Message from the Chairman

The goal of Stony Brook's Urology residency program is to enable you to realize your full potential as a physician and urologic surgeon. Whether you are best suited for a career in general urology or a urological specialty, our training program will give you the broad background necessary for either type of career.

Wayne WaltzerDuring the course of training, the resident assumes an increasing level of responsibility for the patients under his or her care. This enables our residents to develop clinical judgment and self-confidence at an early stage of their careers. The cognitive progress of the urology resident is measured by the in-service examination. Theoretical aspects of urological training are fostered by carefully structured didactic exercises, in the form of pathology and radiology courses, lectures, a visiting professor program, teaching rounds, and a journal club.

No matter how attractive a residency program appears, it is important that you consider the following questions before making a program selection:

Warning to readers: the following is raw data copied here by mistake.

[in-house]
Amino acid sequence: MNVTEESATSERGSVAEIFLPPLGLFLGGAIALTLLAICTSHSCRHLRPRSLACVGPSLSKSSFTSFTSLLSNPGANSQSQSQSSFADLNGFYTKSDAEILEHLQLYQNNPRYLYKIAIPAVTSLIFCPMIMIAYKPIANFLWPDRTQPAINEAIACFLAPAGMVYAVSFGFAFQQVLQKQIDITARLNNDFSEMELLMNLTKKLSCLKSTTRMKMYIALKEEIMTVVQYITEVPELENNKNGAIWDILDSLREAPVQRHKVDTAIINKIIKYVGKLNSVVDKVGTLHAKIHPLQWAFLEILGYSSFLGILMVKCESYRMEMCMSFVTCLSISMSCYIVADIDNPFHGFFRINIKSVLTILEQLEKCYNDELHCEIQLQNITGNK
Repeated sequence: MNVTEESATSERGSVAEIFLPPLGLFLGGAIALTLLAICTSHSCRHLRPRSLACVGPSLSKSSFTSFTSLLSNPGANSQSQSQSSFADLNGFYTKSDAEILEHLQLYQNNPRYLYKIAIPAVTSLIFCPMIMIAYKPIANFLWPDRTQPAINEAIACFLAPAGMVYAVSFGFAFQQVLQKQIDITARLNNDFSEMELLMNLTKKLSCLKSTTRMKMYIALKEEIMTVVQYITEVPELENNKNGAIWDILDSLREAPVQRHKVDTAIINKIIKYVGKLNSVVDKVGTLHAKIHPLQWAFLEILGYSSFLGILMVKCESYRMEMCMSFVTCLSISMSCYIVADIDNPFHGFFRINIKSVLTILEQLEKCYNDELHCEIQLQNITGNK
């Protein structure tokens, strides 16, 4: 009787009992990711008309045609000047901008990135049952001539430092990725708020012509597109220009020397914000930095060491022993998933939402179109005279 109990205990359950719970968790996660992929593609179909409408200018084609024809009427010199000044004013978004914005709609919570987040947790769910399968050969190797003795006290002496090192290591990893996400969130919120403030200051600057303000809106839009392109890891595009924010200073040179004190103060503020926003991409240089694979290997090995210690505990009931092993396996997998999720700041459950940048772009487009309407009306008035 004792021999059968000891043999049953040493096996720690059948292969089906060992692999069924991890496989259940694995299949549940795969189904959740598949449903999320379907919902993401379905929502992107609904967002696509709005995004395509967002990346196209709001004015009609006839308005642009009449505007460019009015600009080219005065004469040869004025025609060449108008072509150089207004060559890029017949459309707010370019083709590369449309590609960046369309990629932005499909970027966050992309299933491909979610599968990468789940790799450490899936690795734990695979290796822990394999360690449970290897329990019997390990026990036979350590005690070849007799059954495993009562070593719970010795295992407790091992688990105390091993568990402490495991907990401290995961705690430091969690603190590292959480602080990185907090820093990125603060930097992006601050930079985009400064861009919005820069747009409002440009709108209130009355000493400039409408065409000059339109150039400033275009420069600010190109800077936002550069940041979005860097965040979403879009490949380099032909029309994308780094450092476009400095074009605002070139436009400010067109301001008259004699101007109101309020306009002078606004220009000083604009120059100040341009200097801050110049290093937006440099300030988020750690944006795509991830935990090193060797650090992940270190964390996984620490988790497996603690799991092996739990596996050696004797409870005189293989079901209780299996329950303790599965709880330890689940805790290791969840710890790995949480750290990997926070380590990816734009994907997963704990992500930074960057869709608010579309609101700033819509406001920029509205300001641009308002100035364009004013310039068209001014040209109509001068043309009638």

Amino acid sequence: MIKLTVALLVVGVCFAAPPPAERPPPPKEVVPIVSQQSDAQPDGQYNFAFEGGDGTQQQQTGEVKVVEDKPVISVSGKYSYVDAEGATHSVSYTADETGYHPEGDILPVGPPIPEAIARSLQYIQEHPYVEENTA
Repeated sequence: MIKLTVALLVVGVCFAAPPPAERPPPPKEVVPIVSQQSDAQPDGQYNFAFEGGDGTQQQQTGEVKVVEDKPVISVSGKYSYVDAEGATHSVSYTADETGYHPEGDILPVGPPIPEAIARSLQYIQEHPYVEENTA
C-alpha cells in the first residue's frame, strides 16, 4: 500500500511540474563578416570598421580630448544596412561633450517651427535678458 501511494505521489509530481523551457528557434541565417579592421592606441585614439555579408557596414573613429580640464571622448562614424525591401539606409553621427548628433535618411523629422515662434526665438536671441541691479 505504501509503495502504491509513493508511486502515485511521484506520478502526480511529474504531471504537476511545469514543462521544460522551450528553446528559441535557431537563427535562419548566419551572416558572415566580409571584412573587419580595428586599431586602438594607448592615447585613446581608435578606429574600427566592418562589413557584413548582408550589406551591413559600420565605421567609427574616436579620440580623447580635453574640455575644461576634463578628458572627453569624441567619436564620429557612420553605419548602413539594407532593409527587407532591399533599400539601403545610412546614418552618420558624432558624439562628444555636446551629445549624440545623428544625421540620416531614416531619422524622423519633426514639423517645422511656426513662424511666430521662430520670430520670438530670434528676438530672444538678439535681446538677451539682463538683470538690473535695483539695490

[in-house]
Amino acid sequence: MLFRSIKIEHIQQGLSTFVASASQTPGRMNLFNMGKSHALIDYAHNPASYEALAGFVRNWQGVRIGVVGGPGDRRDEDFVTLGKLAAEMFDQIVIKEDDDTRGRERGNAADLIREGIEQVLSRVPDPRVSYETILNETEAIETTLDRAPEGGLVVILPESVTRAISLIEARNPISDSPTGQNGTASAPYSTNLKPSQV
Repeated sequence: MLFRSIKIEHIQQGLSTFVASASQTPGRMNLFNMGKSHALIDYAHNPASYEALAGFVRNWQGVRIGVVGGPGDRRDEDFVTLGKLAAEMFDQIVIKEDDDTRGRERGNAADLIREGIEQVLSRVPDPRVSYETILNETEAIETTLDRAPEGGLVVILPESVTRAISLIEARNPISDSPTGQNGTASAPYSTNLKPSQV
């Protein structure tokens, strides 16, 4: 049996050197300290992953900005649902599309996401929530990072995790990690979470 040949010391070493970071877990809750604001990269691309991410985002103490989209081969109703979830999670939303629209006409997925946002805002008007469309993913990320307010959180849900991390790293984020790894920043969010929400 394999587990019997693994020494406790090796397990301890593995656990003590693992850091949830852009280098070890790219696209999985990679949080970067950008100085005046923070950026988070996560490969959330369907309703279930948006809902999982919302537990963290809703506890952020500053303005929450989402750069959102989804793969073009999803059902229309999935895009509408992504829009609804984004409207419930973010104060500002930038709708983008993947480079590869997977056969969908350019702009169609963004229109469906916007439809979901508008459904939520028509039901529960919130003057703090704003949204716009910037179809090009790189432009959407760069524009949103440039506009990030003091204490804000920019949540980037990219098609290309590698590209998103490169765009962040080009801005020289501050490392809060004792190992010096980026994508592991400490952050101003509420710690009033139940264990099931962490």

• Do I have sufficient information about my abilities and interests so that I can make the best decision as to which surgical specialties I wish to choose as my life's work?
  • Will the training program I choose allow me the latitude to explore the urological field in which I can best develop my professional skills and talents?
  • Do I learn best in a structured and closely supervised environment, or in an environment in which I set my own pace?
  • Does the size and character of the program allow attention to my needs?
  • Do I learn and perform best in a highly competitive environment, or do I prefer an educational program, which emphasizes other approaches to ensure that everybody performs at peak capacity?

The final development of an accomplished physician/surgeon depends upon the proper blending of knowledge and technical skills with the ability to care for the patient with compassion and empathy. Our responsibility is to guide and accompany you at the beginning of this journey, and to provide a framework that you can use to measure your progress towards achieving the goal of being fully prepared to successfully assist those patients who are entrusted to your care.


Wayne C. Waltzer, MD, FACS
Professor and Chairman, Department of Urology